“Criticisms on opinion programs would receive lawsuits daily. Commentaries like this one or editorials would be censured. Going into political campaigns, Costa Rican citizens wouldn’t be able to know who is trying to govern us,” he warned. 

“We’re calling for the Presidency of the Republic to fulfill its promise to send our proposed law for public freedoms project to the Legislative Assembly, which we have prepared along with mass media communication lawyers and legal advisors of the Institute for Freedom of Expression and of this College of Journalists of Costa Rica,” urged Ibarra.   


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There are Now 16 Real Estate Frauds in Nosara

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Public Force and OIJ Deal a Blow to the Stolen Goods Market in Nicoya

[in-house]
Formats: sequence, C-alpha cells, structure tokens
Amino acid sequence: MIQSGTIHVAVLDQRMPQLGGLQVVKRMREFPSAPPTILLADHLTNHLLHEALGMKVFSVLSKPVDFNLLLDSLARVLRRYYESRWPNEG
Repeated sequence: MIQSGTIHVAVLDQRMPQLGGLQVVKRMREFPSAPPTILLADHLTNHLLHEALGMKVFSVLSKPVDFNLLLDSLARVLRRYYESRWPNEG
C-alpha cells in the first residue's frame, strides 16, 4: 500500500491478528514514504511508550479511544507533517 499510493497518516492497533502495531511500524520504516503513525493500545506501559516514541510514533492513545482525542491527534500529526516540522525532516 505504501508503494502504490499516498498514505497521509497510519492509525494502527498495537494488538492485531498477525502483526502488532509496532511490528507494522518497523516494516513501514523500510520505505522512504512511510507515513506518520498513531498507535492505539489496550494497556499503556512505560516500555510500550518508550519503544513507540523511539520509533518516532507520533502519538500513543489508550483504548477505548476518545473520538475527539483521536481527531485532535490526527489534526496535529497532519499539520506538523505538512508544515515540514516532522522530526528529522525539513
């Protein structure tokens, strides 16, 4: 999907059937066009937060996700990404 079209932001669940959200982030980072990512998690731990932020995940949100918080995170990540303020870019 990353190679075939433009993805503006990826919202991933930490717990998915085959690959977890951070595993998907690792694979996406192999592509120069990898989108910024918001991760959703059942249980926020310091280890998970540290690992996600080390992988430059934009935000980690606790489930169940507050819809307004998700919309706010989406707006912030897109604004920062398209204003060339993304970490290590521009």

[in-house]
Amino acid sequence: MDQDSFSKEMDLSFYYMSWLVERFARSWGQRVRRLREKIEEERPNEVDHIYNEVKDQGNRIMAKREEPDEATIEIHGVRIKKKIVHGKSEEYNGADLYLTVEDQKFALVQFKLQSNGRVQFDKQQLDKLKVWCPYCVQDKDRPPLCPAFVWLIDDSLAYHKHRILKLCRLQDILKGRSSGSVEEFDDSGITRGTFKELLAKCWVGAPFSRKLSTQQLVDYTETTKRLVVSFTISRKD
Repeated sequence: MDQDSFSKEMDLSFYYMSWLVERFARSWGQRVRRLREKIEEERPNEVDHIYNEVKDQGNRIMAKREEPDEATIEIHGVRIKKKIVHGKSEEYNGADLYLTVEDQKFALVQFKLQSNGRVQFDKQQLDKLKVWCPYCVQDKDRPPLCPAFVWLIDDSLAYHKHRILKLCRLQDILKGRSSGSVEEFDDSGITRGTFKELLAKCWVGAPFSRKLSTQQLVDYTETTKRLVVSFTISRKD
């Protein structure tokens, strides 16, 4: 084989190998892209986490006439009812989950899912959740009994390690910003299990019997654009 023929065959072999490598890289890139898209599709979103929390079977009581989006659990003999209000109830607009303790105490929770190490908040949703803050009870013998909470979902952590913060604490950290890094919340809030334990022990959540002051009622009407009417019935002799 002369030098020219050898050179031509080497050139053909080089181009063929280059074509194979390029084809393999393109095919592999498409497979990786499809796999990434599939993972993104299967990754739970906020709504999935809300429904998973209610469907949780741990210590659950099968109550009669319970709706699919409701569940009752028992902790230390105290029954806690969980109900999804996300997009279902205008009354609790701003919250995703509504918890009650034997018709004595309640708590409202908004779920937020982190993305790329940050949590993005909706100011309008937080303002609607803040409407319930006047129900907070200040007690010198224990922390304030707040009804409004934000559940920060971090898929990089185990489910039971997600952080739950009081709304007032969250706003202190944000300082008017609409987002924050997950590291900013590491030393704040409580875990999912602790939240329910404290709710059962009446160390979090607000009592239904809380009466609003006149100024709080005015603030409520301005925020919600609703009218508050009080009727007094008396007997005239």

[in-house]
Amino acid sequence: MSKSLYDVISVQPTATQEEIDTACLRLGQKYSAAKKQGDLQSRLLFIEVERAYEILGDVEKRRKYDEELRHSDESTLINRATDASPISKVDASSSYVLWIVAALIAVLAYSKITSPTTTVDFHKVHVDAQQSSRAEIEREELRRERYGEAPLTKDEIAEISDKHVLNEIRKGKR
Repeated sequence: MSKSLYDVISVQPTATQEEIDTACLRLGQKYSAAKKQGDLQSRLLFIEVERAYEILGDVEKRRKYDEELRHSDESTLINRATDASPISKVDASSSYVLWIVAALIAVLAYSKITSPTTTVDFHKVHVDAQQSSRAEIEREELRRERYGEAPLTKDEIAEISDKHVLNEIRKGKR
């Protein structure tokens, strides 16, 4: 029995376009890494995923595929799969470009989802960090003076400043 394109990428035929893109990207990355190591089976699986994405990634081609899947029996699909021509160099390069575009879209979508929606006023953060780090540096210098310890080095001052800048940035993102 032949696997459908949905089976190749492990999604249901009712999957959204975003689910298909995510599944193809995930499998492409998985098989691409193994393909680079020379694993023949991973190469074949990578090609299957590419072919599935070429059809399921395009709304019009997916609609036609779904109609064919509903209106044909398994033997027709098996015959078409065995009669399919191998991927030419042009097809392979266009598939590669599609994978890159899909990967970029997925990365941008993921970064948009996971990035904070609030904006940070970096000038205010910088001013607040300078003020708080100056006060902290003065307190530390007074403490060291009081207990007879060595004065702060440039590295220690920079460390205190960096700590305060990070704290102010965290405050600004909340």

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CONAVI Temporarily Stepped In Over Río Montaña Bridge

Last Friday November 2nd the Concejo Nacional de Vialidad (National Highway Council- CONAVI) repaired damages to the bridge over Río Montaña.

New rules for vehicle technical inspection (RTV) in January

A police officer from the Fuerza Publica, driving while intoxicated, crossed into oncoming traffic and caused a head on collision with another vehicle, killing its driver.

Drunken Nicoya police officer kills driver in head-on collision

A police officer from the Fuerza Publica, driving while intoxicated, crossed into oncoming traffic and caused a head on collision with another vehicle, killing its driver.

Letter from the Editors